The heritage impact assessment submitted with the new designs suggested that the building’s podium reflect the scale and massing of the surrounding historic buildings, including structures that will be incorporated. The development site currently has six commercial buildings fronting Yonge Street, ranging from two to three storeys. “The building at 774 possesses heritage attributes with Italianate style features and its facade, and street massing will be incorporated in the development. The remaining buildings have been demolished to permit a larger pedestrian sidewalk combined with retail space.”
 Writer: Paul Gallant
Source: City of Toronto, Design Review Panel

City considers requiring more space between tall buildings

How close is too close?
At a public consultation last week, downtown residents got a chance to speak up about the appropriate distances between highrise buildings.
As part of TOcore, a three-year study by City Planning into how to positively manage growth in Toronto’s downtown, the city held a meeting to talk about tower separation. That is, how far tall buildings should be set back from property lines and how much space there should be between two towers on a single site to avoid excessive shadowing, pedestrian-level wind and blocked views.
Recommendations that came into effect in 2013 suggests that there should be a setback of 12.5 metres or greater for all tall building towers from the side and rear property lines or centre line of an abutting lane, and for more than one tower on the same site, the setback should be 25 metres or greater. But the current zoning, which requires a setback of only 5.5 metres, is considered outdated amidst Toronto’s current avalanche of 40-plus-storey towers.
Proposed changes to the official plan would require base building height for tall building development to be consistent with the existing streetwall of the block. The new plan might also restrict tall buildings from being built on small sites. The City Planning department would also like more widespread use of “block planning” where numerous tall buildings are proposed, or where the individual lots are too small to accommodate the required setbacks. “These plans take into consideration where towers could possibly be located on any given block to ensure appropriate tower placement, massing, scale and setbacks,” states the slides presented at the consultation.
“Once we review the comments we’ll start making revisions, work with other community planners who typically review tall buildings and host an online consultation where we’ll post policies and have people comment on them,” says assistant planner George Pantazis, who expects this phase of TOcore to be complete by June. About 20 people gave feedback at the meeting.
Writer: Paul Gallant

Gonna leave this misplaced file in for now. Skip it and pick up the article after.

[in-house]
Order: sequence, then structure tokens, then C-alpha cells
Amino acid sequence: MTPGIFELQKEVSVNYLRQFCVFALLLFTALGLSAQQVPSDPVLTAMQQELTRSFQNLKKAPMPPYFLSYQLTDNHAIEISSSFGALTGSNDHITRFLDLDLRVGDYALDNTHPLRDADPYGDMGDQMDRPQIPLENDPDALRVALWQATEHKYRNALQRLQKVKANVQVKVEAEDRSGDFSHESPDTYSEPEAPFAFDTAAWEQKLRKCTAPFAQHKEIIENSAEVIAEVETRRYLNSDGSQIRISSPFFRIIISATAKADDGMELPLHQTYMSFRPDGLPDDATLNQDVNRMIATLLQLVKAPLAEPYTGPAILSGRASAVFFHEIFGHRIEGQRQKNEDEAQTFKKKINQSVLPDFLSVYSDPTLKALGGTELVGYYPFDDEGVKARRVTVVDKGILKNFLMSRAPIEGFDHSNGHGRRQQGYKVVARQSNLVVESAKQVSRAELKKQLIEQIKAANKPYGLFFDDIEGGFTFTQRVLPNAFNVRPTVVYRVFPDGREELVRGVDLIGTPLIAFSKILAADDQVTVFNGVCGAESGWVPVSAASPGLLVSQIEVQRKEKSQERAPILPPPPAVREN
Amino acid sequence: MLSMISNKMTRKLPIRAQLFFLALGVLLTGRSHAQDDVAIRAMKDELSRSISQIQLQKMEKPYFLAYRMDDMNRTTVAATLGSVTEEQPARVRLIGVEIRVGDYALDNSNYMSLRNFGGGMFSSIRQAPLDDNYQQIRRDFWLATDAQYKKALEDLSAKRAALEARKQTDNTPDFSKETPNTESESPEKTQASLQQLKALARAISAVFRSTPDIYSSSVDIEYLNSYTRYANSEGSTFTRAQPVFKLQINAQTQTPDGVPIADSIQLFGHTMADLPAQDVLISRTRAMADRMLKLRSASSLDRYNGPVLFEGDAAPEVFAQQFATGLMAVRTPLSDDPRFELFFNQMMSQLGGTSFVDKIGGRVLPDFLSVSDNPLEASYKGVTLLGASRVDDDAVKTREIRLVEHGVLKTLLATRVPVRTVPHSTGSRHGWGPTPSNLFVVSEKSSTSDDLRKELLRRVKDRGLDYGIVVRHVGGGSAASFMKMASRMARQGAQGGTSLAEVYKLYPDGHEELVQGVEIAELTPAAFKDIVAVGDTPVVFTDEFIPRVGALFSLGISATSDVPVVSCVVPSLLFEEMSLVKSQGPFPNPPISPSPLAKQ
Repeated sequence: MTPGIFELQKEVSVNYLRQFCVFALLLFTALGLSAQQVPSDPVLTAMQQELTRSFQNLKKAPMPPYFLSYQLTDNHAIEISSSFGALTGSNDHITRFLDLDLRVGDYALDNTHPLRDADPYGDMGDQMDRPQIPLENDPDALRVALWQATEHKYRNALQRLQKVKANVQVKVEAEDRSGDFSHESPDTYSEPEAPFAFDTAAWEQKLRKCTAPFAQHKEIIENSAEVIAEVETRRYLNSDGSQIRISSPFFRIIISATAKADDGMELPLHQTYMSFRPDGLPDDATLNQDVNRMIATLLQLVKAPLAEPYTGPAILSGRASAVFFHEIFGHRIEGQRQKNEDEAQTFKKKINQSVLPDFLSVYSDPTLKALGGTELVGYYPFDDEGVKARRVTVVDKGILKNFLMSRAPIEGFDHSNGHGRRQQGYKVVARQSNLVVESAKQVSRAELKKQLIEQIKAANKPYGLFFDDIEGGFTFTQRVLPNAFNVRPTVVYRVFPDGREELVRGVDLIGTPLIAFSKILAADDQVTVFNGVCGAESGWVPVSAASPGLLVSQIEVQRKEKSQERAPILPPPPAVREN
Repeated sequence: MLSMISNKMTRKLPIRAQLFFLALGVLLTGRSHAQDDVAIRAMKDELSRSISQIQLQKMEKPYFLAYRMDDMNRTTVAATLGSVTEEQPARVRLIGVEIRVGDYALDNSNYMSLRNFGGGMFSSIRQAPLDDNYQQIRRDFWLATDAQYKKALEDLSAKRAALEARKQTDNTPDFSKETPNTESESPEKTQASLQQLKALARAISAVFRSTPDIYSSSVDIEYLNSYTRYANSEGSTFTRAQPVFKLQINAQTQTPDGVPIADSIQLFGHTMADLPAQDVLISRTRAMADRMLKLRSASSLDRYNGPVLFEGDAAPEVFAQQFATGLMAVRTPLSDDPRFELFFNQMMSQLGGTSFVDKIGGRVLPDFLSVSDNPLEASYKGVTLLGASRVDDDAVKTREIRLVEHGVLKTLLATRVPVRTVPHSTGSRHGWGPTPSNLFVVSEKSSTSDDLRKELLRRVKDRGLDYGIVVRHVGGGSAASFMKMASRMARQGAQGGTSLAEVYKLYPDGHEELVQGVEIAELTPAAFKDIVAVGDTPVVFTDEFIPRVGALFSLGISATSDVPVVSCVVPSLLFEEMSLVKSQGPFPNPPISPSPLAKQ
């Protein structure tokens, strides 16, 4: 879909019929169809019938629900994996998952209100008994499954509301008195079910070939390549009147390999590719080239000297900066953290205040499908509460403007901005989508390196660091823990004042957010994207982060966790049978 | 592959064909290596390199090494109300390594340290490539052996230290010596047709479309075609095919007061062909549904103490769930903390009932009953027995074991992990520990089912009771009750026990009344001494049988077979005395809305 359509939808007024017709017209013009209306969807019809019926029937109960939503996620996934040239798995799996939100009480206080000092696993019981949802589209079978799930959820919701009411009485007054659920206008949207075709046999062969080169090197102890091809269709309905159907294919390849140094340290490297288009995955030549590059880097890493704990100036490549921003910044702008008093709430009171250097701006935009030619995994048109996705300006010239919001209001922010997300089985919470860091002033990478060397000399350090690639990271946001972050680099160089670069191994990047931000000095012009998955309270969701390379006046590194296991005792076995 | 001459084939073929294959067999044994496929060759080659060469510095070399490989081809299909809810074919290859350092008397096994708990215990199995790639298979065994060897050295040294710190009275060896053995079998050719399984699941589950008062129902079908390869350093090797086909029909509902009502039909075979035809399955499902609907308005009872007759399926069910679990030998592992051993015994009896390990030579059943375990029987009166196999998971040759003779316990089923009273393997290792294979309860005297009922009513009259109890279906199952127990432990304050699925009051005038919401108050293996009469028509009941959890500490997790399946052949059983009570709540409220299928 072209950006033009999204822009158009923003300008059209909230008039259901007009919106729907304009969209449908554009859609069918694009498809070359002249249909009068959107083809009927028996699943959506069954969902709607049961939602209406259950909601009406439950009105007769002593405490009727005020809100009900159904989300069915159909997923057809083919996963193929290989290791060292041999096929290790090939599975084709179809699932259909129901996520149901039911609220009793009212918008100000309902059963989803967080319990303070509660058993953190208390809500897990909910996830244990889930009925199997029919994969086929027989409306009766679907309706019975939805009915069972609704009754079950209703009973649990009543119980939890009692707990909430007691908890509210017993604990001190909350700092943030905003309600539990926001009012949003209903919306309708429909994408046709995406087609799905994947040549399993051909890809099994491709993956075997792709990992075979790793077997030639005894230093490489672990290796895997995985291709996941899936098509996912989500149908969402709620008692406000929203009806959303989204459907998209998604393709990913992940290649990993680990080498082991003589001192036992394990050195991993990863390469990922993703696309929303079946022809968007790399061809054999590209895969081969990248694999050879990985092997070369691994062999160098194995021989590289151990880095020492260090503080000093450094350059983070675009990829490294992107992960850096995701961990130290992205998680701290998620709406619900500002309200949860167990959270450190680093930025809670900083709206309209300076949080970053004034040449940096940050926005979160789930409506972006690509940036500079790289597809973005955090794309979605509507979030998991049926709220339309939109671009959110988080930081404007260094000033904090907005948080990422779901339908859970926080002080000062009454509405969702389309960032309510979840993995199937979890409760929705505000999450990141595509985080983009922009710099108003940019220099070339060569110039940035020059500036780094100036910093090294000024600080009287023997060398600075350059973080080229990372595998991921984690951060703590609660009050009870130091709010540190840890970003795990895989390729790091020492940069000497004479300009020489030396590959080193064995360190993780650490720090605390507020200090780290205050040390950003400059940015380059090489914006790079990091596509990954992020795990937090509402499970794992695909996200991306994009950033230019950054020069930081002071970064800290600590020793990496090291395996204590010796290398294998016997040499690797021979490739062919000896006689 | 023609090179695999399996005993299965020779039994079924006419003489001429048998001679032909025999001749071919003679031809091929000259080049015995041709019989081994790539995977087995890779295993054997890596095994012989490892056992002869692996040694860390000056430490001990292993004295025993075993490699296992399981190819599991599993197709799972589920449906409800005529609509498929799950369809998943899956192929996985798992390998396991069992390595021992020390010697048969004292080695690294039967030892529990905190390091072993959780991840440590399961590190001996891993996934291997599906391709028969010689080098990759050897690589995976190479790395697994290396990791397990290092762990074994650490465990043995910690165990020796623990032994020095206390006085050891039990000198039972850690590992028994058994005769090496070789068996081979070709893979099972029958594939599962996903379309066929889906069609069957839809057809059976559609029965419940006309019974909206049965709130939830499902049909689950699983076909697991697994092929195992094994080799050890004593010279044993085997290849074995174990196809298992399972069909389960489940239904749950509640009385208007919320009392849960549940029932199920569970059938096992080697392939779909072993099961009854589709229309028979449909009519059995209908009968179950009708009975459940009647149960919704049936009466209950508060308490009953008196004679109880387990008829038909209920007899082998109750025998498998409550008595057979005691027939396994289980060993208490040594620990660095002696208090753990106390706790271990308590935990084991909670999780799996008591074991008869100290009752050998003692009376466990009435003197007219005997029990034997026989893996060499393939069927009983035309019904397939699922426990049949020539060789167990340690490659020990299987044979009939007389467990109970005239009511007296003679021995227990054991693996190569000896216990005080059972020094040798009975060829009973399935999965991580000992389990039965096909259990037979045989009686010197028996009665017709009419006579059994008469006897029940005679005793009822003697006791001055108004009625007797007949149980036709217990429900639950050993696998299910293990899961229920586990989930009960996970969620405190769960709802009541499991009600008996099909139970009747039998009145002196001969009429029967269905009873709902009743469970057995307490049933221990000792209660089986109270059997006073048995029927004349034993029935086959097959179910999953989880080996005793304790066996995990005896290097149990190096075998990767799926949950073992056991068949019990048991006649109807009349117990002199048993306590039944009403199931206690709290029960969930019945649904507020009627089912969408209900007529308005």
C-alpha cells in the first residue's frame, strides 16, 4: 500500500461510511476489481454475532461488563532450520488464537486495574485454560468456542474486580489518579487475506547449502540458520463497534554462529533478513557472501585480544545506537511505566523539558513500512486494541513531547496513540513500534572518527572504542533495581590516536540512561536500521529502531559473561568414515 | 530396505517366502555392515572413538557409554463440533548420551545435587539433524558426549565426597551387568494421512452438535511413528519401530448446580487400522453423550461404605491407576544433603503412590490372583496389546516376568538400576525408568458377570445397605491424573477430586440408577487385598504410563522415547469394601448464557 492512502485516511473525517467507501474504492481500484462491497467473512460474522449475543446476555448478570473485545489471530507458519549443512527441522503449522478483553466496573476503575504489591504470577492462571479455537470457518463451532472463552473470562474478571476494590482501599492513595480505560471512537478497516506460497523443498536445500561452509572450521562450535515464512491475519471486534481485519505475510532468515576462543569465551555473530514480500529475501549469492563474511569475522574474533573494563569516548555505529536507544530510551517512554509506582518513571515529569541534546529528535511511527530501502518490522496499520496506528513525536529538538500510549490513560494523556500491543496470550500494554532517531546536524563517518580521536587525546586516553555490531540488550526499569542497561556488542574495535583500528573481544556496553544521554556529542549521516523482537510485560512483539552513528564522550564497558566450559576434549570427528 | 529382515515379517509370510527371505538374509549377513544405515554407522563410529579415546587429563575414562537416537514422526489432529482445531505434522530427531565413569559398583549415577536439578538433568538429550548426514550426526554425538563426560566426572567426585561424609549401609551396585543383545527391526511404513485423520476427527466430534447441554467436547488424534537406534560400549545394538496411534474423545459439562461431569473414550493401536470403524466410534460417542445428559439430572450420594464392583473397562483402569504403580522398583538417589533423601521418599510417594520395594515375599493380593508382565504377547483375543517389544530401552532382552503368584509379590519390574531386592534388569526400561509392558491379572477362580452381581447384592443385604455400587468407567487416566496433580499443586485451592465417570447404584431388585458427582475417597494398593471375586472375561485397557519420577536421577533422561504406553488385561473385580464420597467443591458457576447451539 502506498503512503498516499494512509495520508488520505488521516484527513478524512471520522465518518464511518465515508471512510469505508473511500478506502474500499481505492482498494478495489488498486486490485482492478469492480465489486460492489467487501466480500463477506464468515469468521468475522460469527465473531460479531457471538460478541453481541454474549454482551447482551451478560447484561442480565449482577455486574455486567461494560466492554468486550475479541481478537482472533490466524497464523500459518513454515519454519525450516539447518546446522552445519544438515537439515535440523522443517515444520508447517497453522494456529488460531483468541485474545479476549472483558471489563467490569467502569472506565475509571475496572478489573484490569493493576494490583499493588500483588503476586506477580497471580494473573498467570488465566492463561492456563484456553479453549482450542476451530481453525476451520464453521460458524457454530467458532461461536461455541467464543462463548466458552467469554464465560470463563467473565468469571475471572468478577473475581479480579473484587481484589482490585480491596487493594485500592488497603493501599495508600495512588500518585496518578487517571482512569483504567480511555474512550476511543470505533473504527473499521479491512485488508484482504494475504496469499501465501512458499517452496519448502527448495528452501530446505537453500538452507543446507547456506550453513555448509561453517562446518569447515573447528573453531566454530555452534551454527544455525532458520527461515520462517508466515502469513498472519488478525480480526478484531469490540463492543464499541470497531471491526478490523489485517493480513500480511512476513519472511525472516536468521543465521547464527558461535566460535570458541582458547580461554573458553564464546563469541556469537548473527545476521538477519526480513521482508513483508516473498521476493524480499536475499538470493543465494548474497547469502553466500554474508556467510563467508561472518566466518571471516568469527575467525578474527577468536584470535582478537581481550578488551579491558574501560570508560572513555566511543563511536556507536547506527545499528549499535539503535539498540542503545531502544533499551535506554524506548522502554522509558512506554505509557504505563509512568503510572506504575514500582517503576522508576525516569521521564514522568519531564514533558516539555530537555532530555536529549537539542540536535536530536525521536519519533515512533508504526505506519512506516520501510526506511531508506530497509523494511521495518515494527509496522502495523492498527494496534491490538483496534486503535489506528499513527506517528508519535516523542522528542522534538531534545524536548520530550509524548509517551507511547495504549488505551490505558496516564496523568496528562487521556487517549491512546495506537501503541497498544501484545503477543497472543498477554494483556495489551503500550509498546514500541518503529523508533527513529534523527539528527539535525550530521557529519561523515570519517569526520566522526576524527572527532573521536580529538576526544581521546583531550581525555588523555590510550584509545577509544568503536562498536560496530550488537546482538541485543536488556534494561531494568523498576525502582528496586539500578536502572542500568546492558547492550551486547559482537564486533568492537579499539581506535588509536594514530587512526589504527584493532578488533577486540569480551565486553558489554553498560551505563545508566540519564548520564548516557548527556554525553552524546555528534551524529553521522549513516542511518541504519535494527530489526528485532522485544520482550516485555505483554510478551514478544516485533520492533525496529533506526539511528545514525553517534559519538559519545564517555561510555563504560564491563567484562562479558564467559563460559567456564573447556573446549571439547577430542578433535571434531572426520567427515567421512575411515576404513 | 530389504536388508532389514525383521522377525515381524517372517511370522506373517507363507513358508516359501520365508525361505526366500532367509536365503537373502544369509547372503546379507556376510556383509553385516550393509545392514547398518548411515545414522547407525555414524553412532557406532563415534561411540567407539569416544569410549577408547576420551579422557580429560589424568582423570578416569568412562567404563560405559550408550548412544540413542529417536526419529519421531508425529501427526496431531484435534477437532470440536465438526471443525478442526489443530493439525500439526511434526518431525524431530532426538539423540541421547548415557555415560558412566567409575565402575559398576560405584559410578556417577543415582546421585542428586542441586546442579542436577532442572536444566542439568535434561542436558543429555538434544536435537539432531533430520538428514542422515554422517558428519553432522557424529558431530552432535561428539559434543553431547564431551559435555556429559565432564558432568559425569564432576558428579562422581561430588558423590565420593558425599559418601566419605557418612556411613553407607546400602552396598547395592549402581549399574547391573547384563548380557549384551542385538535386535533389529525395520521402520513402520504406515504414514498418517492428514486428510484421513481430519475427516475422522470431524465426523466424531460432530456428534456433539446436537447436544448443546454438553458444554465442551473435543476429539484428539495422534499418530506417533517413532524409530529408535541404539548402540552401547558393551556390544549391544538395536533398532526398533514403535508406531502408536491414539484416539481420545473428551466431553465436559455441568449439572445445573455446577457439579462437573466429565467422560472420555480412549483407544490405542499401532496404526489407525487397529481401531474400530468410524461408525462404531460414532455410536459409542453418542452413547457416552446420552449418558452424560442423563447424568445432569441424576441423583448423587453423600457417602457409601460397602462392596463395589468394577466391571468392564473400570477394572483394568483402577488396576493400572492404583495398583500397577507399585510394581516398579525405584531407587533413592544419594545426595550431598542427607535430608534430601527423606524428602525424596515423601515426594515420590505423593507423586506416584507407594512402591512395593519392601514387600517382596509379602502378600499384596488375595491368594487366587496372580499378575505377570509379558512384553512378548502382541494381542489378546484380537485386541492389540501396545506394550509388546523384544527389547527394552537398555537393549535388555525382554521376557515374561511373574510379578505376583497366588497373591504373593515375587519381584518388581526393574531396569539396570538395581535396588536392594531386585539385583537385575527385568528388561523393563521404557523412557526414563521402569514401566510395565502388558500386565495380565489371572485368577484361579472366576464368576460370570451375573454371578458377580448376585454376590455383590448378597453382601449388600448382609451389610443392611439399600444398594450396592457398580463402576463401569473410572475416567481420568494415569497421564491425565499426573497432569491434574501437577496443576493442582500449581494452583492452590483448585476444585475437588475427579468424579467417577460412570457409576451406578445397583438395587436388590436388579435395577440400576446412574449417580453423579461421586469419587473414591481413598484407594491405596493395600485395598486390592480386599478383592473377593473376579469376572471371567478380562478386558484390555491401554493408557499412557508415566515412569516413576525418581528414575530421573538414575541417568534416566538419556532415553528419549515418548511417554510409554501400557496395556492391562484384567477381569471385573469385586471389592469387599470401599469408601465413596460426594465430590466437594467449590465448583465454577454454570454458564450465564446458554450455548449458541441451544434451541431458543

Source: George Pantazis

Downtown residents get early look-see at possibilities for new Wellesley Street park

A new downtown park is a rare thing, especially one of any size.
But this week, residents got a peek at what the 1.6-acre park slated for Wellesley Street between Bay and Yonge streets could look like. Landscape architects dtah presented concepts plans for the park based on what people have so far suggested for the space.
“People have talked a lot about wanting a green oasis, a respite from being in such a dense area. People talked about flexible spaces. For example, spaces that can be used as a market one day, for seating area another day or where kids can run around on another day,” says Corinne Fox, policy and standards development officer with Parks, Forestry and Recreation.
The unique opportunity came out of public demand for a park in the area, and the fact that Lanterra has two other adjacent properties on the block. “And so we were able to combine the parkland dedication of three developments to form a bigger park,” says Fox. Several years ago, Ward 27 councillor Kristyn Wong-Tam had lobbied the province, which had owned the land, to turn it into a park. Instead, it sold to Lanterra, leading Wong-Tam to lobby the developer to create a park next door to its 60-storey condo at 11 Wellesley. Council approved the development and park proposal in 2014. “If Lanterra had not worked with us, where a lot of the park is going to be would be mainly buildings,” says Fox.
Following this week’s consultation, an online consultation later this month and another meeting this summer, Fox says a final plan should be ready by the fourth quarter of 2016, with construction expected to be complete in 2018. The fact that the park will be built on top of a parking garage places some limitations on what form it can take. In 30 or 40 years, everything will have to be ripped up in order to place the parking garage’s water membrane. “That’s just the nature of a stratified park,” says Fox.
Writer: Paul Gallant
Source: Corinne Fox

Marriott's Courtyard Toronto Downtown could be replaced with much taller towers

If Yonge Street south of Bloor already seems like an endless series of excavation and construction sites, a new plan for the site of the Marriott’s Courtyard Toronto Downtown may add even more hustings to the mix.